In November, State Auditor Tom Schweich announced the Municipal Courts Project. The Auditor will audit 10 municipalities suspected of violating state limits on fines from traffic tickets. Missouri law requires cities to forfeit to the state revenues from traffic tickets that exceed 30 percent of total revenue.

The law does not prevent cities from enforcing traffic laws for safety. The intends to limit financial incentives for cities to write lots of tickets. I had the honor to stand with Republicans–Auditor Schweich and St. Charles County Executive Steve Ehlmann–and Democrats–State Senator Maria Chappelle-Nadal and State Rep Scott Sifton–as Auditor Schweich announced the project.

Senator Schmitt Steps Up

Today, I had the pleasure to meet with State Senator Eric Schmitt to learn about his efforts to further crack down on the courts. Eric SchmittSenator Schmitt has pre-filed legislation for the next general assembly that would reduce the traffic revenue limit to 10 percent from 30 percent. Senator Schmitt and I discussed further legislation, such as:

  • additional penalties for city official who knowingly fail to forfeit excess funds
  • requiring that municipal courts be open to the public
  • prohibiting cities from barring families and children from municipal courts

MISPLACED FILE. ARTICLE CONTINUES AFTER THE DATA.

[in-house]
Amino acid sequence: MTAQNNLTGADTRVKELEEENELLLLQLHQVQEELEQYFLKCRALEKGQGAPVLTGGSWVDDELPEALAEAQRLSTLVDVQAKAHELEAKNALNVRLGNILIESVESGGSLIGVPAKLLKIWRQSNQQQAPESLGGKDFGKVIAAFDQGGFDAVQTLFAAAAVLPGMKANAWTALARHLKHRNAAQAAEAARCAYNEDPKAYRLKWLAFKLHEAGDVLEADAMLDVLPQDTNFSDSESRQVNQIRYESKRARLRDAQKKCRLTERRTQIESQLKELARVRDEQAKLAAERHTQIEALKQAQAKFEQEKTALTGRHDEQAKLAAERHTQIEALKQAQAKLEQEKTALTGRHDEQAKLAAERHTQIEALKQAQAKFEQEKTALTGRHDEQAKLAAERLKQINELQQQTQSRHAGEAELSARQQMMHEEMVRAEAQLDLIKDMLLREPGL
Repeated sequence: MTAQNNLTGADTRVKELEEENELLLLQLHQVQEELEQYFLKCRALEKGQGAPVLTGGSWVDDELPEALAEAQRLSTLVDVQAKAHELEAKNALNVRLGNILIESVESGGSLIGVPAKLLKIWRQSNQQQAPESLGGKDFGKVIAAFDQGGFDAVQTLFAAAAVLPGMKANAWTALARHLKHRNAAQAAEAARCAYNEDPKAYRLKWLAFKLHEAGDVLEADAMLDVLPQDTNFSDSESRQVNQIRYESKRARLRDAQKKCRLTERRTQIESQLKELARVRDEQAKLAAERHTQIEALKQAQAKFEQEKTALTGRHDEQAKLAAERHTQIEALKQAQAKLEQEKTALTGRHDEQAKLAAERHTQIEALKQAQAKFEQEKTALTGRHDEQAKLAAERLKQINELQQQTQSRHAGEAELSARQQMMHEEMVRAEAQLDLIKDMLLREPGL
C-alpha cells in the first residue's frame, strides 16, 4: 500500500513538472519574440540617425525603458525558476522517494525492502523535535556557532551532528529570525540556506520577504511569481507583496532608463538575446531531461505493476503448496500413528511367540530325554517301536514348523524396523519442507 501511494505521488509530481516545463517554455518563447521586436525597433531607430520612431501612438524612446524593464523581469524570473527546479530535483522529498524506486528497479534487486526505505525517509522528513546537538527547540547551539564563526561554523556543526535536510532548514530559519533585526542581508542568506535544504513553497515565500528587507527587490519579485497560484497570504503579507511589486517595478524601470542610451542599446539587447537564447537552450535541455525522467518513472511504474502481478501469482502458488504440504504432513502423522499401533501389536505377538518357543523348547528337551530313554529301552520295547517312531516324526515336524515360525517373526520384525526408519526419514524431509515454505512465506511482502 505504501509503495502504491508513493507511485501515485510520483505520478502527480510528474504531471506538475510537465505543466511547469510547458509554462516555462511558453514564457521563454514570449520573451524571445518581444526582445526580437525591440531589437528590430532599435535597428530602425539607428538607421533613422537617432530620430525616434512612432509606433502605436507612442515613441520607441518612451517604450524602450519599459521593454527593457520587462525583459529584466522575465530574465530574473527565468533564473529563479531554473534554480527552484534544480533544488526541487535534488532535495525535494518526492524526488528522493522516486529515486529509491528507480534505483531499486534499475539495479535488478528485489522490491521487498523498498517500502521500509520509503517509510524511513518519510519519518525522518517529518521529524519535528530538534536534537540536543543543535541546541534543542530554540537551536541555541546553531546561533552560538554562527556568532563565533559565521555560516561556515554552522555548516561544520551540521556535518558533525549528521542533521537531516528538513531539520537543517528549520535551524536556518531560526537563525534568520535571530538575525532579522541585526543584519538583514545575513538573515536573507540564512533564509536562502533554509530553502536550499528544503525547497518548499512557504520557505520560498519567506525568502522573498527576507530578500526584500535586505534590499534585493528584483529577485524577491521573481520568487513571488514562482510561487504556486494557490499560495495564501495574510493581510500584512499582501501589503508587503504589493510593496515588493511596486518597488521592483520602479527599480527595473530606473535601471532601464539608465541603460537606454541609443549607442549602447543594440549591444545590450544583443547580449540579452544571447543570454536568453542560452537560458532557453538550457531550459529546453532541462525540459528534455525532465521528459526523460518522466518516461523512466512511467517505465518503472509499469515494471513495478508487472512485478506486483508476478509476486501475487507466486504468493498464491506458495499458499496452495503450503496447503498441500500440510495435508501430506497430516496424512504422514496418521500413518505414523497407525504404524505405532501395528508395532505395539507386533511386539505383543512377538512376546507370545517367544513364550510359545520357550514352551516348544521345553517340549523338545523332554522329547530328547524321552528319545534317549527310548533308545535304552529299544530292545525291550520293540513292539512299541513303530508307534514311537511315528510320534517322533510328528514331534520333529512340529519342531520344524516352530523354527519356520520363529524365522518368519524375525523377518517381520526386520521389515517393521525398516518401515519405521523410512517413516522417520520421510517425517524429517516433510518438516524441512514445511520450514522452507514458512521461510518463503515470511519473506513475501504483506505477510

• prohibiting cities form locking out defendants before their case is called
  • forcing cities to include all fines, fees, and warrants to the ticket revenue
  • limiting cities’ power to jail people over non-criminal traffic violations (with exceptions for flagrant violations of the court system)

I also recommended as witnesses several people who contacted me about their experiences with municipal courts. And I learned that friend of liberty, State Rep. Paul Curtman, will handle the bill in the House.


Please write your State Representative and State Senator to let them know you support Senator Schmitt’s municipal courts reform. He expects strong opposition from the Municipal League–sort of union for city managers and consultants. This being a bipartisan issue with a strong liberty theme, opponents risk marginalizing themselves.

And say “Thanks” to Tom Schweich ( and Eric Schmitt( for stepping up on behalf of people who need a voice in government.



Some Protesters Couldn’t Care Less About Mike Brown


If you think the mall protests are about the police, Ferguson, Mike Brown, or Darren Wilson, you could be wrong.

For some, Mike Brown is a pawn. The protests are mere opportunities to exploit.

Travis Martin, a protester who was at the bowling alley and the Justice Center, said he didn’t think that activist leaders had done enough planning and promotion for an event at the Galleria.

“I think the main organizers weren’t so focused on anti-capitalism. They are more focused on justice for Mike Brown,” said Martin, 27, a student at the Washington University School of Law. (source:

Got that? The protesters were too worried about justice. Travis Martin seems all about destroying free market capitalism.